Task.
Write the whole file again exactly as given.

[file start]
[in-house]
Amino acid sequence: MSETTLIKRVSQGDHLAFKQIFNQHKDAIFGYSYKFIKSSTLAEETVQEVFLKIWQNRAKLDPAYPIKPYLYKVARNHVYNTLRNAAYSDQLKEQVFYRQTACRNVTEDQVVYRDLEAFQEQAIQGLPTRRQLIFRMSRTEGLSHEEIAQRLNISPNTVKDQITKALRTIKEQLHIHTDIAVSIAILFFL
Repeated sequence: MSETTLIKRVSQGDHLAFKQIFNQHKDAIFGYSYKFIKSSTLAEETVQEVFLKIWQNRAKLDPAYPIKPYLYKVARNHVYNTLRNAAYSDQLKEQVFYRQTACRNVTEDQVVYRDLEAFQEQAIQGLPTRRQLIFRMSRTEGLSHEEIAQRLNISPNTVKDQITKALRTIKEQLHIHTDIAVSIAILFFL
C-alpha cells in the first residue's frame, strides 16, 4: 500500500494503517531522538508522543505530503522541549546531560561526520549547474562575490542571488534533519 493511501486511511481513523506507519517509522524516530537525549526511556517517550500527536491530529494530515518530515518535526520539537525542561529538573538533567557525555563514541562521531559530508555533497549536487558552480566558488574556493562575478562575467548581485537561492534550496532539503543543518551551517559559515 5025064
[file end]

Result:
[in-house]
Amino acid sequence: MSETTLIKRVSQGDHLAFKQIFNQHKDAIFGYSYKFIKSSTLAEETVQEVFLKIWQNRAKLDPAYPIKPYLYKVARNHVYNTLRNAAYSDQLKEQVFYRQTACRNVTEDQVVYRDLEAFQEQAIQGLPTRRQLIFRMSRTEGLSHEEIAQRLNISPNTVKDQITKALRTIKEQLHIHTDIAVSIAILFFL
Repeated sequence: MSETTLIKRVSQGDHLAFKQIFNQHKDAIFGYSYKFIKSSTLAEETVQEVFLKIWQNRAKLDPAYPIKPYLYKVARNHVYNTLRNAAYSDQLKEQVFYRQTACRNVTEDQVVYRDLEAFQEQAIQGLPTRRQLIFRMSRTEGLSHEEIAQRLNISPNTVKDQITKALRTIKEQLHIHTDIAVSIAILFFL
C-alpha cells in the first residue's frame, strides 16, 4: 500500500494503517531522538508522543505530503522541549546531560561526520549547474562575490542571488534533519 493511501486511511481513523506507519517509522524516530537525549526511556517517550500527536491530529494530515518530515518535526520539537525542561529538573538533567557525555563514541562521531559530508555533497549536487558552480566558488574556493562575478562575467548581485537561492534550496532539503543543518551551517559559515 5025064